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Wednesday, October 29, 2008

Black Silicon

Light trap: Treating silicon with short, intense femtosecond laser pulses in the presence of sulfur creates tiny cones on its surface. The rough, sulfur-infused surface is an excellent light trap, capturing nearly all of the sun’s light, including the parts of the spectrum that pass through normal silicon.
Credit: SiOnyx

Silicon's ability to absorb light and produce electric current has made it the material of choice for light sensors and solar cells. Yet about half of the light from the sun--red light and most of the infrared--passes right through silicon.

SiOnyx, a startup based in Beverly, MA, is making a new type of silicon material, dubbed black silicon, which captures nearly all of the sun's light. "It is basically a sponge for light, both visible and infrared," says CEO Stephen Saylor. The material uses the light more effectively, generating hundreds of times more current than conventional silicon. The company, which has licensed technology developed at Harvard University, also claims that the material makes it possible to use less silicon for light sensors, making the devices cheaper, smaller, and lighter.

Saylor says that the highly sensitive light detectors made from black silicon would have many advantages. In medical x-ray imaging, he says, "if you have a very high-sensitivity detector, you could lower the radiation dose of x-rays to get that image." Because the detectors pick up extremely low light signals, they could be used for in vitro imaging, night-vision goggles, and light sensors in digital cameras. Low-light applications currently use more exotic and expensive gallium arsenide.

The material could also be used to make infrared detectors, a new application for silicon. Infrared detectors, used in fiber-optic telecommunications, astronomy, and security systems, are made of gallium arsenide and other materials that are difficult and expensive to process in addition to containing toxic chemicals such as lead and mercury. "Black silicon extends the technology that we know extremely well and makes it usable in a region of spectrum where it wasn't useful before," says Eric Mazur, a professor of applied physics at Harvard, who discovered the material in his lab. "I really believe it's a new class of materials, just as semiconductors were a new class of materials 60 years ago." Mazur cofounded SiOnyx in 2006 with his then graduate student James Carey, now the company's chief science officer.

The company makes the material by putting conventional silicon in a chamber full of sulfur hexafluoride gas and bombarding it with short, intense pulses from a femtosecond laser. This roughens the surface by creating millions of tiny cones on it. The rough layer is about 300 nanometers thick and infused with sulfur atoms.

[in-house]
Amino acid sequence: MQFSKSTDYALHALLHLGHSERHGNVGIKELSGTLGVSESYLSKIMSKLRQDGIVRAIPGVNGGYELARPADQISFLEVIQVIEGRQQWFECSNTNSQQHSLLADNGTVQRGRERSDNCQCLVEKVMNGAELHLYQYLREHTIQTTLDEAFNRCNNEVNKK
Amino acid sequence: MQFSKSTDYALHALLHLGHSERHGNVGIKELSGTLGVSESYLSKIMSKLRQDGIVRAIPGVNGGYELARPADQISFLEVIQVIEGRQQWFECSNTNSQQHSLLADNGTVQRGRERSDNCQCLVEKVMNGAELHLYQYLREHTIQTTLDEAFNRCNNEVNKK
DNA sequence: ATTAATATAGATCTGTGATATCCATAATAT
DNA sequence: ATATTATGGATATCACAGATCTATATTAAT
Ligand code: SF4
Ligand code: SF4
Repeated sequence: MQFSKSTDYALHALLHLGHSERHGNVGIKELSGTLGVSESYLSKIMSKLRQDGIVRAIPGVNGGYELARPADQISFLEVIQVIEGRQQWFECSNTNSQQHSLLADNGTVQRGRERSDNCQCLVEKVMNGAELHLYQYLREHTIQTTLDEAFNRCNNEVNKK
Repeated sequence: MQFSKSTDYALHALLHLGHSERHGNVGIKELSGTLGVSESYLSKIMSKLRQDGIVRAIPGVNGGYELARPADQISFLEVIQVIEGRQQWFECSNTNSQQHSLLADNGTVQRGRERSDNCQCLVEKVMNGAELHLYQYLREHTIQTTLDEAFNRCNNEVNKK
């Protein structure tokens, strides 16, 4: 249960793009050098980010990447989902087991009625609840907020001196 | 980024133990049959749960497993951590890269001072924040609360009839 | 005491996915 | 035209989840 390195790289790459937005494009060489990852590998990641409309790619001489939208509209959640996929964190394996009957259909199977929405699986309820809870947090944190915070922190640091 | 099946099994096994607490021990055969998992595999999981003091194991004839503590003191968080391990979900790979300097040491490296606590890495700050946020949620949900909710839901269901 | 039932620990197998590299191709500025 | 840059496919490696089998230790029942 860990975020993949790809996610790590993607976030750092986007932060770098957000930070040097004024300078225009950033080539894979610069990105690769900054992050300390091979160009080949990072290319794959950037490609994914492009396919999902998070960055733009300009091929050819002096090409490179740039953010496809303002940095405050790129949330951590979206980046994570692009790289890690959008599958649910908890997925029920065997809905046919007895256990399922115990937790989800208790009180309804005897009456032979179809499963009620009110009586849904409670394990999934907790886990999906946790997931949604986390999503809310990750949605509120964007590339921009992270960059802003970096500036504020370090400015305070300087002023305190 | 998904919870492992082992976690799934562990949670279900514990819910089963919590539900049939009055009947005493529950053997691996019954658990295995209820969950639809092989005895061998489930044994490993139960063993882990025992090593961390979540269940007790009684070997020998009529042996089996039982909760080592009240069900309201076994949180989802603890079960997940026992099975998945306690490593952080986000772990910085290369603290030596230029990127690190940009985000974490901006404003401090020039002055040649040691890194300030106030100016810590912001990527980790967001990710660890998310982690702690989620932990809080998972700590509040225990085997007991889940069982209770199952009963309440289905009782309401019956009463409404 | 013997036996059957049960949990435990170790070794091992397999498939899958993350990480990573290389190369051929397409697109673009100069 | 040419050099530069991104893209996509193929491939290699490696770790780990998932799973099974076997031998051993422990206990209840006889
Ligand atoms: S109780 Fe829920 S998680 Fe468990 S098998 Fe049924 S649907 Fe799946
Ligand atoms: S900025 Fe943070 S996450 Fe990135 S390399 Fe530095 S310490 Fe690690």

This thin surface layer does all the light capturing. Conventional silicon devices use 0.5-millimeter-thick silicon. Black-silicon devices would use hundreds of times less silicon, which would cut costs, Saylor points out. The thin devices would also be easier to incorporate into an integrated circuit.

Researchers at SiOnyx and Harvard are still investigating why black silicon produces much more current than does normal silicon when exposed to the same light. The theory is that this happens because of a mechanism called photoconductive gain. In regular silicon, each photon will knock loose only one electron to contribute to electric current. But in the new material, each photon sends multiple electrons cruising through the circuit, boosting the current 200 to 300 times. "We believe this is really the first time photonic gain has been seen in silicon," Saylor says.

The material's potential for photovoltaic solar cells remains to be seen. In a light detector, an external voltage is applied to the silicon. When a photon hits the material, it knocks loose an electron. The voltage sweeps the electron out into an external electric circuit to produce current. But photovoltaic materials have to create a voltage in response to light. It is not clear if black silicon can be coaxed into doing that efficiently, says MIT mechanical-engineering professor Tonio Buonassisi.

Buonassisi is now exploring the material for photovoltaic applications. He and his group are trying to understand the atomic structure of the material so that they can harness it to make a solar cell. The material's high absorbance makes it a promising candidate. "This is a very interesting material, and it certainly is intriguing for solar cells . . . although a lot of the mysteries have yet to be unraveled," Buonassisi says.

SiOnyx, meanwhile, is developing a black-silicon fabrication process. Saylor says that the company wants to develop a scalable way to make uniform black-silicon wafers. Then it plans to license the manufacturing method to companies that make silicon light detectors and solar cells.